Tommy: I think I was really immature about a lot of things. I didn’t realize how easy I had it, and how blessed I was. In those years it really seemed like you couldn’t do anything wrong it wasn’t that big of a struggle; it’s sort of like you never got dumped, and finally you do, and it’s like ‘what the fuck?’

Amanda: What made you decide to do a remix for your latest album?

Tommy: A lot of it has to do with when you’re between records and you want to keep something going, and have something to sell at shows – it’s sort of like a novelty item.

Amanda: So it wasn’t because you weren’t happy with the previous album, Power of the Damager?

Tommy: No, not at all. I was very happy with Power of the Damager; I sort of just got talked into doing this remix.

Amanda: So it was pretty much just something to do for fun?

Tommy: Well no not really, it turned out to be more of a pain in the ass than anything. I had to reject a lot of people who kept making all these remixes, because they were just horrible, and I just couldn’t allow that to happen. They would say to me ‘Well what is it that you want then?’, almost like they had an attitude about it, so finally I just told them that I’m picking the people to do it.

Amanda: Well I think taking that approach certainly worked for you – I think I like your single “Worst Of It” better on the remix, than I do on Power of the Damager.

Tommy: Well thank you.

Amanda: What would your ideal band be to tour with, if you could pick anyone in the world?

Tommy: Well it really depends on which way you want to go – Right now we’re doing this new record, and it’s a crossover between a lot of different styles again. We’re out with Fear Factory, and that has been pretty cool. I think ultimately probably for any band of that ilk, would be Metallica, I think that’s most any band’s major dream. It sort of shows that nationally you have a lot of respect, once you’re invited, just like how Fear Factory’s done. They just got back from touring Europe with them, and obviously Lamb of God, has toured with them as well. It’s how you know you’ve made it to the elite, sort of like Mastodon; now they’re reaching out to bands like High on Fire, and helping them get that extra exposure and I think that’s really cool.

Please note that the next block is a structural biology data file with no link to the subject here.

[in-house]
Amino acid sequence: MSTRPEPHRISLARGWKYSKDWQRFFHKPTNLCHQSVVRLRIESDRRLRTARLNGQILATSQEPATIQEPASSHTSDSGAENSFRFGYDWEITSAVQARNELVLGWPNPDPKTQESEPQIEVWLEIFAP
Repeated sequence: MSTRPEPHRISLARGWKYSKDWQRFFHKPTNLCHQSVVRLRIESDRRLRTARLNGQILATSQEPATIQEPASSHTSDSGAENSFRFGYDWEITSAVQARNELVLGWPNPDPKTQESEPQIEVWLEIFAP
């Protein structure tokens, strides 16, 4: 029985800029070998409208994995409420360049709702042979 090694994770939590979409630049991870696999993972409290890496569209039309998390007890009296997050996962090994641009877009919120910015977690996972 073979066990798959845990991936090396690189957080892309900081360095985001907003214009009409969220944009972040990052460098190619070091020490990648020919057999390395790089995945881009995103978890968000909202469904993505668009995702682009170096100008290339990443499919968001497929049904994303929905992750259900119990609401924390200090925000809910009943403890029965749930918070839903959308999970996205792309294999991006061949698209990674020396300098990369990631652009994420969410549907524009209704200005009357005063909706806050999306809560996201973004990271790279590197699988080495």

Amanda: Nothing has ever been talked about, between Prong and Metallica, about going on tour together anytime soon?

Tommy: Well we’re still on this weird level, and we don’t really have that kind of big notoriety yet.

Amanda: So you wouldn’t necessarily consider yourselves national headliners then?

Tommy: We have been in the past, and we’re trying to build up to that again.

Amanda: What kind of work do you think you’d be doing if you weren’t in the music business?

Tommy: Probably with my brother, he went into finance and cleaned up, and is just unbelievably successful. Or maybe something with computers, which just started coming out when I was a kid – I could’ve been ahead of everybody on that, but I started doing this nonsense instead. (laughs)

Amanda: Well at least you got to pursue your passion though, right?

Tommy: That’s right.

Amanda: I have a bit of a weird question for you now – If you could dig up one dead person, and bring them back to life for a day, who would it be?

Tommy: Odd question, but it’s kind of cool. It weird, because I was thinking of something like that recently; I’d have to go with Julius Caesar.